• Prefetch: The Prefetcher in Windows helps applications load faster by creating prefetch files for applications. If you need to securely delete an .exe file, portions of it may still be present in the Windows prefetch directory.
  • Image Thumbnails: Most operating systems create thumbnail-sized copies of images so they can quickly present image thumbnails later. If you have a sensitive photo you wish to securely delete, a smaller version of that photo may still be available in a thumbnail cache.

Worse yet, if you had any of these at any point — let’s say you had an image thumbnail but deleted it — the deleted files may be recoverable. It’s very difficult to know for sure whether any data from a “securely deleted” file is actually still present on your hard drive.

Wiping your drive’s free space will help somewhat — everything will be overwritten, so no deleted files will be recoverable.  However, this doesn’t protect you against copies and bits of the file that may be sitting around undeleted on your drive.

How To Ensure a File Stays Deleted

Simply “securely deleting” a file isn’t good enough if you’re actually worried about people being able to recover that file. For example, if you have the nuclear launch codes on your laptop, you’ll want to do more than securely delete them. More realistically, if your laptop has a document containing sensitive financial data like credit card payment details and social security data, you’ll want to do more than simply “securely delete” the file before you get rid of the laptop.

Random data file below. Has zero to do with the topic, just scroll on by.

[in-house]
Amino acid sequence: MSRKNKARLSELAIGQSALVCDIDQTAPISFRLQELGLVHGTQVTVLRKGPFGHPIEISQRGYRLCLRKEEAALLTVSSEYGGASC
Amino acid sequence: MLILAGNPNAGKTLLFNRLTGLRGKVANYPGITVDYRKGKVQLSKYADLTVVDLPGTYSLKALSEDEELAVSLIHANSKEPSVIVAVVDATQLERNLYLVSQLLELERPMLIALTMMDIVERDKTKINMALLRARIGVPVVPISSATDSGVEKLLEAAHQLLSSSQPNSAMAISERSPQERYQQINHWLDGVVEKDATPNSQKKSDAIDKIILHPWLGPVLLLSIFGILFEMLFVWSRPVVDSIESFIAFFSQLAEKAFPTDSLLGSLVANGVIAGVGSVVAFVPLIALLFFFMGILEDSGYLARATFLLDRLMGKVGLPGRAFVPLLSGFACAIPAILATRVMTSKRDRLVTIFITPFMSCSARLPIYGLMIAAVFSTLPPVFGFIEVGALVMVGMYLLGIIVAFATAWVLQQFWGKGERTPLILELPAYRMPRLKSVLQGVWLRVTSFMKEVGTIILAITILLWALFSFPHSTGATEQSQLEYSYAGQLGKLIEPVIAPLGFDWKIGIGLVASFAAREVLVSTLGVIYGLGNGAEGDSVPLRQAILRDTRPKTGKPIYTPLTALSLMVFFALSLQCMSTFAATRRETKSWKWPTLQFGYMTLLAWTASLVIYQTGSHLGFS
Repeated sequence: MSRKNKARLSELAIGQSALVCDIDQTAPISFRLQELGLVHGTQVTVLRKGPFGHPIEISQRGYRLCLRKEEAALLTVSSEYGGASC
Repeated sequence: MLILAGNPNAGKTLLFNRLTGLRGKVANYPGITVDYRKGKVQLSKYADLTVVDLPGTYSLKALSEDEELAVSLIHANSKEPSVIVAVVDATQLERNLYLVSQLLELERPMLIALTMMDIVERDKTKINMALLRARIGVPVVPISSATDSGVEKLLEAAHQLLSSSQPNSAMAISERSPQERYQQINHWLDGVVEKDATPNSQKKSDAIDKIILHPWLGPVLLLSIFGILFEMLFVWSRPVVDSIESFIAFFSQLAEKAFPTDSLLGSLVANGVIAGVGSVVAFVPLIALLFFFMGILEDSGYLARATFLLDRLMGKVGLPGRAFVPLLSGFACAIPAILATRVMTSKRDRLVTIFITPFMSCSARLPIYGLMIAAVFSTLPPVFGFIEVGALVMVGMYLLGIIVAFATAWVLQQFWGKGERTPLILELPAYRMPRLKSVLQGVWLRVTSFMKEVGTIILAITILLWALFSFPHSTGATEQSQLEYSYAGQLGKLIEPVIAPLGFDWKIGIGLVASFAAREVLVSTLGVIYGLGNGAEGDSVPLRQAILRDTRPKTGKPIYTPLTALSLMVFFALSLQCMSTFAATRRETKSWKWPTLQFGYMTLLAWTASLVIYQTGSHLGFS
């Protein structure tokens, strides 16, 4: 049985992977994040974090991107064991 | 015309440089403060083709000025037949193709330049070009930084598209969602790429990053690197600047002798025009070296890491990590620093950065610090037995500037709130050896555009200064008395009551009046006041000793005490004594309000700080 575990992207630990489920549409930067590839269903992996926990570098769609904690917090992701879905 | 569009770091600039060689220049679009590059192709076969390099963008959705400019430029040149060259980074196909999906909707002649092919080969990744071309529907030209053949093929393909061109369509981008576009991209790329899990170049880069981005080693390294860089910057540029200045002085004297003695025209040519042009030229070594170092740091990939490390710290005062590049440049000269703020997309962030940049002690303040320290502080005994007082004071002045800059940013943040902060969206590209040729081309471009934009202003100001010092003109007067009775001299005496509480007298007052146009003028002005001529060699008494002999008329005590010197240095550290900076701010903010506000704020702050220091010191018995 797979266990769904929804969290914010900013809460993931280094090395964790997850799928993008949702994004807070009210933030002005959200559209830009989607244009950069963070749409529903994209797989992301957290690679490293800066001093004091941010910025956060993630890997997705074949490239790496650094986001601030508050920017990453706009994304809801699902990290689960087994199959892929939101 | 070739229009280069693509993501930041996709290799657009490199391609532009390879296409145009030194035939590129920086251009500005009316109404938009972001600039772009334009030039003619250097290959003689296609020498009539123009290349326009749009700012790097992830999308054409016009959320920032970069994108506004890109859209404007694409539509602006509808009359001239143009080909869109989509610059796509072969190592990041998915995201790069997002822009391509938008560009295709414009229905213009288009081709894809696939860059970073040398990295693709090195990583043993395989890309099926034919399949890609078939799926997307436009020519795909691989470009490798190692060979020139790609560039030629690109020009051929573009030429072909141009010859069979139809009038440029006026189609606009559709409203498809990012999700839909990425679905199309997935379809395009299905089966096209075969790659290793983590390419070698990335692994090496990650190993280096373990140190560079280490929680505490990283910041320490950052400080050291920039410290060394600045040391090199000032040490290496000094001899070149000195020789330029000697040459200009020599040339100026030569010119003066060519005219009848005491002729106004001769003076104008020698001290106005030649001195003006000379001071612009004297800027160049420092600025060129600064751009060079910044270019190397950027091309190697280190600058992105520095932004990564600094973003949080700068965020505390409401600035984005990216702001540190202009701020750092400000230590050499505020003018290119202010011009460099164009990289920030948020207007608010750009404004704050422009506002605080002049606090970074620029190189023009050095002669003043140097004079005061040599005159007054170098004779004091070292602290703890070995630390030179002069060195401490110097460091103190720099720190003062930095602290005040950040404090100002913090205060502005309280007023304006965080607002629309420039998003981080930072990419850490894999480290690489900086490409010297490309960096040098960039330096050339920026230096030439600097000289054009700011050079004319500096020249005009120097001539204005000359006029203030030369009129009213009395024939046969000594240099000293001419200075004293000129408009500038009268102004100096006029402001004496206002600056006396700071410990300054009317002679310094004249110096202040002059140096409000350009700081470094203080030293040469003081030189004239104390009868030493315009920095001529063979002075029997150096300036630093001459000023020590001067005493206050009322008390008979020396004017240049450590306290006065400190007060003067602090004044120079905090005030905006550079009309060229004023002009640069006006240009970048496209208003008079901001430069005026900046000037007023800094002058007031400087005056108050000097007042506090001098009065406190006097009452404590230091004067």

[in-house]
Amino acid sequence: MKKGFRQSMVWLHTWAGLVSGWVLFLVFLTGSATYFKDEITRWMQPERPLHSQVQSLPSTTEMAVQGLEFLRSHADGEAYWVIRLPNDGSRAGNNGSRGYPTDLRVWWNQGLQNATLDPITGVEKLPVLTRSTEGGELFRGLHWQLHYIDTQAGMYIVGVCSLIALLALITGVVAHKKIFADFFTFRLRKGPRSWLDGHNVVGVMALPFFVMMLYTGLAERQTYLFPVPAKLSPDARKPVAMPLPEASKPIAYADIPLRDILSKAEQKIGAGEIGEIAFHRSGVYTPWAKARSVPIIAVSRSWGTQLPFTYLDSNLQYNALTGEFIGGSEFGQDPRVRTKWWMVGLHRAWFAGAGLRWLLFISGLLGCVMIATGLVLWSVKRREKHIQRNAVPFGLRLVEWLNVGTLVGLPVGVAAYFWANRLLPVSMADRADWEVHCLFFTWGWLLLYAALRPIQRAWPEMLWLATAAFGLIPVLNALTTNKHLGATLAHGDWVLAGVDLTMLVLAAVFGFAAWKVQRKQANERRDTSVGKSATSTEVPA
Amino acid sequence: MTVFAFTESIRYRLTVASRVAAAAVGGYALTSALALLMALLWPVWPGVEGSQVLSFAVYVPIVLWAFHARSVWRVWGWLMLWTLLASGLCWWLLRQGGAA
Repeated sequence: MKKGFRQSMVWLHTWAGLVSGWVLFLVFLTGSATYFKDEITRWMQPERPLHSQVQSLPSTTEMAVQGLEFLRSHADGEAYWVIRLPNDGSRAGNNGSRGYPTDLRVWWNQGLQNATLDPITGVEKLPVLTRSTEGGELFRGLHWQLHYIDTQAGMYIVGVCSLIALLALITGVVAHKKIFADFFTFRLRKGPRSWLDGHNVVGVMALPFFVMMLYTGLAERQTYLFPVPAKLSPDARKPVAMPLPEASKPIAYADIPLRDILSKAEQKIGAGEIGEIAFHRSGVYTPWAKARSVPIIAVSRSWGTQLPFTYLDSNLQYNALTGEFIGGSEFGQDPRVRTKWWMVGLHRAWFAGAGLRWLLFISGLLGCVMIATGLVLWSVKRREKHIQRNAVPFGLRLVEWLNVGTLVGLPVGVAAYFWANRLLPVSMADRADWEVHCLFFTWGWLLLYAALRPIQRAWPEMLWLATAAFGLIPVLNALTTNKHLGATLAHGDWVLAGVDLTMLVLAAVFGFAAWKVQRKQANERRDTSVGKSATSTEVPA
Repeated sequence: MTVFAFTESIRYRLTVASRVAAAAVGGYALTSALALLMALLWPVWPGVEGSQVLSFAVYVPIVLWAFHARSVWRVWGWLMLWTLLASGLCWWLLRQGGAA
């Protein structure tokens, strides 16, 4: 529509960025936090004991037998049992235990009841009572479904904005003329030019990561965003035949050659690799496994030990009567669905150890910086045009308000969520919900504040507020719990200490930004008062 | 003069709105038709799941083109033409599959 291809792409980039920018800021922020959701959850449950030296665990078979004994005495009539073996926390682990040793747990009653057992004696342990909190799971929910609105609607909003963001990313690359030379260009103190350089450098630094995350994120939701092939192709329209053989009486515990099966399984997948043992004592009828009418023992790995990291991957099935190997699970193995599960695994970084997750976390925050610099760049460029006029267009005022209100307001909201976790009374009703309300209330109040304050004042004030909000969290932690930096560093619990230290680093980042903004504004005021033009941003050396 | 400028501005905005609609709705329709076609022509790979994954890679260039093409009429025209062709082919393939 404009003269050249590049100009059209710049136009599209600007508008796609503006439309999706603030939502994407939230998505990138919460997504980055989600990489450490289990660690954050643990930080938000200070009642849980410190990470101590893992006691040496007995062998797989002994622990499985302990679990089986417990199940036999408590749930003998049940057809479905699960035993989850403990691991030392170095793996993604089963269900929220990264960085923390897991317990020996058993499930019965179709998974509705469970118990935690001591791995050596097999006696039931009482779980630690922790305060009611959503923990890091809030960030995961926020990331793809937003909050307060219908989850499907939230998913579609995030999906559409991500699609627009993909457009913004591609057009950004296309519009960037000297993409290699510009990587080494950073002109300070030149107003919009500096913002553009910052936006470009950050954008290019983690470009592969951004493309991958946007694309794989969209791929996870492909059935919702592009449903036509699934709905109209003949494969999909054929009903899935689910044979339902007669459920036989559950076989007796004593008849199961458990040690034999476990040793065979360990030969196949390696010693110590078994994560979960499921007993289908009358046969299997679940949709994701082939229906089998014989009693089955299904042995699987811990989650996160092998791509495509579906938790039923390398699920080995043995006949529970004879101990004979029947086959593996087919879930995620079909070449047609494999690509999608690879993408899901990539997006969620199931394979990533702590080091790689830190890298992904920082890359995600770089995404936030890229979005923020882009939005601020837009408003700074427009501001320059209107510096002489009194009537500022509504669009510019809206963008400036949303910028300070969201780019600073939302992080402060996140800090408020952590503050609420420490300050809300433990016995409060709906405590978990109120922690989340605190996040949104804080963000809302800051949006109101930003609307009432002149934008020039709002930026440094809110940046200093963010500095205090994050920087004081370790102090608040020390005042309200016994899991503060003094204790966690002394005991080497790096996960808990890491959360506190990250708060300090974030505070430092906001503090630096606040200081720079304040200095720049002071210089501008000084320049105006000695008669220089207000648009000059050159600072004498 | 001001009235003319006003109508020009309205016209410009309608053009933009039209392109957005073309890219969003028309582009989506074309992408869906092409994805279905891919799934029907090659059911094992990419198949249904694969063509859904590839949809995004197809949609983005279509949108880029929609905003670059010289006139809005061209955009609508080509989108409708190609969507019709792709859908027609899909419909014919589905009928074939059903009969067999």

If you’re disposing of the computer, you’ll likely want to do a full wipe of the drive and reinstall the operating system. This should ensure that no data is realistically recoverable.

If you want the ability to securely delete a single file without wiping your entire drive, you may want to set up full disk encryption with TrueCrypt or a similar encryption tool ahead of time. If you encrypt your hard drive, you won’t have to worry about people recovering the data unless they get your encryption key.

If you really are disposing of a laptop that once contained the nuclear launch codes, you may want to destroy the drives completely. The military and government physically destroy drives containing very sensitive data, cutting them up into pieces and melting them down to ensure data can never be recovered. Yes, this is overkill for many situations — but if you’re really worried and have extremely sensitive data, it can be worth it.

RELATED: How to Prepare a Computer, Tablet, or Phone Before Selling It

Secure file deletion tools aren’t completely worthless. They do what they say on the tin, but file data is rarely cleanly confined to a tiny section of your hard drive. If you really need to ensure a file’s data can’t be recovered, you should do more than just use a secure file deletion tool.

Profile Photo for Chris Hoffman Chris Hoffman
Chris Hoffman is Editor-in-Chief of How-To Geek. He's written about technology for over a decade and was a PCWorld columnist for two years. Chris has written for The New York Times and Reader's Digest, been interviewed as a technology expert on TV stations like Miami's NBC 6, and had his work covered by news outlets like the BBC. Since 2011, Chris has written over 2,000 articles that have been read more than one billion times---and that's just here at How-To Geek.